U.S.-Russia Deconflicting 75 Years Ago: Flares and Friendly Fire at the Elbe

File Photo of American Soldier Meeting Soviet Soldiers in Berlin in 1945, adapted from image at army.mil

(Russia Matters – russiamatters.org – Simon Saradzhyan – April 27, 2020)

Simon Saradzhyan is the founding director of Russia Matters. The opinions expressed in this commentary are solely those of the author.

This month 75 years ago, U.S. and Soviet forces linked up on the Elbe River in Germany at the end of the European phase of World War II. The anniversary prompted current leaders of the U.S. and Russia to transcend the frosty relations between their countries and issue a rare joint declaration that cited the meeting as “an example of how our countries can put aside differences, build trust and cooperate in pursuit of a greater cause.” What the declaration did not say, however, is that the April 25, 1945 link-up featured some deliberate flouting of military orders that led to friendly fire. On that day, U.S. Army and Red Army servicemen took turns violating orders issued by their commanders to ensure a safe and orderly meeting at the Elbe River, including instructions to fire green (U.S. Army) and red (Red Army) flares and a ban on straying outside zones designated for patrol (U.S. Army), according to an account based on first-hand recollections of that meeting’s participants published in Russia’s Kommersant daily.

One of the servicemen to violate these instructions was Lt. William Robertson of the 69th U.S. Army division. Robertson chose to drive up to the Elbe River, well beyond the 5-mile zone set by his commander for his patrol. Having reached the Elbe near the town of Torgau, Robertson tried to signal to Soviet forces across the river. Having no flares to do so, he waved a makeshift U.S. flag. (He and his patrolmen had fashioned the flag out of a bed sheet, which they dyed in colors of U.S. flag with substances they had found in a drug store, according to Robertson’s account in Christian Science Monitor).1 The Soviet forces responded to this signaling with fire. A skeptical Lt. Alexander Silvashko of the 58th Red Army rifle infantry division thought the flag had been made by Germans as a ploy, so he ordered two artillery shots fired at the castle tower across the river, from which Robertson was waving his flag. (The Soviets also fired two green rather than red flares, according to Robertson’s account of the event). Fortunately, both shots missed, but they did convince Robertson to find another way. The enterprising U.S. officer ended up recruiting a liberated Russian prisoner of war, a native of Moscow, who shouted to Silvashko and his men that the soldiers next to him were Americans. With the misunderstanding cleared up, Robertson and one of his patrol members crawled onto the semi-ruined bridge, where he first met Soviet Army (RKKA) Sgt. Nikolai Andreev, who was crawling westward, according to a book by Karl-Heinz Lange. It was when Robertson reached the east bank around 2:00pm that he met Silvashko and his patrolmen, and a photo of them was taken to become the symbol of the Elbe link-up (they reenacted that moment in 1987 and it can be viewed in Kommersant’s article).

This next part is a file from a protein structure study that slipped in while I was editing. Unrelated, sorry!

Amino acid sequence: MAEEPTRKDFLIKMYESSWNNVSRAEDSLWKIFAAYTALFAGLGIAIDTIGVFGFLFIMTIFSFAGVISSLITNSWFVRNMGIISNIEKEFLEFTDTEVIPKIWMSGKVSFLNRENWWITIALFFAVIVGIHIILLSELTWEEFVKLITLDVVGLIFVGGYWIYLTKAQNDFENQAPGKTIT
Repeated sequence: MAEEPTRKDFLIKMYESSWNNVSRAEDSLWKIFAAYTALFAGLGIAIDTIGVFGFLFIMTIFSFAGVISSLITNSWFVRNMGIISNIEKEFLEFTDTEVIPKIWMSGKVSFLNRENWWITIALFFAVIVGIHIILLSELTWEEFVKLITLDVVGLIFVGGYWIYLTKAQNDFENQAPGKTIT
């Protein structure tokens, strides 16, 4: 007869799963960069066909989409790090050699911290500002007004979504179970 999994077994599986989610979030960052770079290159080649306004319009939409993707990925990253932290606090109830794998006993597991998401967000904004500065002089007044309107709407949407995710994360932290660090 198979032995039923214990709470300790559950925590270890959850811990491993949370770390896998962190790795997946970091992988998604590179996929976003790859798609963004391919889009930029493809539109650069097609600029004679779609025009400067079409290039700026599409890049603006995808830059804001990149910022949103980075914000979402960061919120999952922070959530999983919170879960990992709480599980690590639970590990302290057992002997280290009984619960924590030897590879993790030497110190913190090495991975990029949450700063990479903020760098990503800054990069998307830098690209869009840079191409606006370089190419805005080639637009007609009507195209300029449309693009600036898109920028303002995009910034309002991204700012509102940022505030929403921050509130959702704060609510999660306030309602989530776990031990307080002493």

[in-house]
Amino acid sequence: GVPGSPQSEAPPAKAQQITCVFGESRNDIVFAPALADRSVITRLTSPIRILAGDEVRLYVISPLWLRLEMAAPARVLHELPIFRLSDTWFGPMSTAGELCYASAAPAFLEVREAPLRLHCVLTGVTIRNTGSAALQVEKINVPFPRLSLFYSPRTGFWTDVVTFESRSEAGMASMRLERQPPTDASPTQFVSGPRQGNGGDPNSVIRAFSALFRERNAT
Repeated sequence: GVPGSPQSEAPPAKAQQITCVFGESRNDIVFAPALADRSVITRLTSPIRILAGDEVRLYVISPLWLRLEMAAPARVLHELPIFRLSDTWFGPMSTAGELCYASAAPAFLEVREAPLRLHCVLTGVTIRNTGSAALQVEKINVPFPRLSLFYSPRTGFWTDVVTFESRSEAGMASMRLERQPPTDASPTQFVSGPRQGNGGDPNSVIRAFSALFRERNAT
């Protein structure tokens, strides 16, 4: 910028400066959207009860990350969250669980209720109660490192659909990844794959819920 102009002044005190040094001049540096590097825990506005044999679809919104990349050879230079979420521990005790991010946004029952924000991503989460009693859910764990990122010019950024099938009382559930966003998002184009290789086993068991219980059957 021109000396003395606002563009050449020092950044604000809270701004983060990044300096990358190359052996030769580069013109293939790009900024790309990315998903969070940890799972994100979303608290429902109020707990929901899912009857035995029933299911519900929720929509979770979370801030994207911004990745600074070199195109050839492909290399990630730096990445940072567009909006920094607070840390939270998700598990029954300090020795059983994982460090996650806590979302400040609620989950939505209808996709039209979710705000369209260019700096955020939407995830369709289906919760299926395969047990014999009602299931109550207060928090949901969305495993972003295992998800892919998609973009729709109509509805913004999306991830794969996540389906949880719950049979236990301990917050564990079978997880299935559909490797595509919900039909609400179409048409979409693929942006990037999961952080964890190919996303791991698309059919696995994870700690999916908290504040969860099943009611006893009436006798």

An impromptu celebration ensued on the Russian side of the river, after which Robertson’s patrol eventually returned to their headquarters. They were accompanied by Silvashko and three more servicemen of the 173rd Red Army regiment, including deputy commander of the regiment Maj. Anfim Larionov and Capt. Vasily Neda. While the four RKKA servicemen were given a warm reception that featured whiskey and brandy and lasted till the early hours of April 26, Robertson was reputedly being considered for court martial for violating his commander’s order not to venture beyond the 5-mile patrol zone, according to co-founder of the Elbe Group Gen. Kevin Ryan’s account of the events. In the end, Robertson’s commander did not charge him. For its part, the Soviet military counter-intelligence investigated the four RKKA men for unauthorized contact with the Americans. Capt. Neda was relieved of his post and Maj. Larionov was excluded from the Communist Party. Lt. Silvashko was spared, as Soviet military counter-intelligence concluded he was following the superiors’ orders. One of the subsequent U.S.-USSR celebrations, which RKKA top brass did authorize, took place on April 27 near the Elbe and featured multiple toasts, including a U.S. Army intelligence officer shouting in Russian: Да здравствует советская пехота! (Long live the Soviet infantry!), according to the Kommersant article.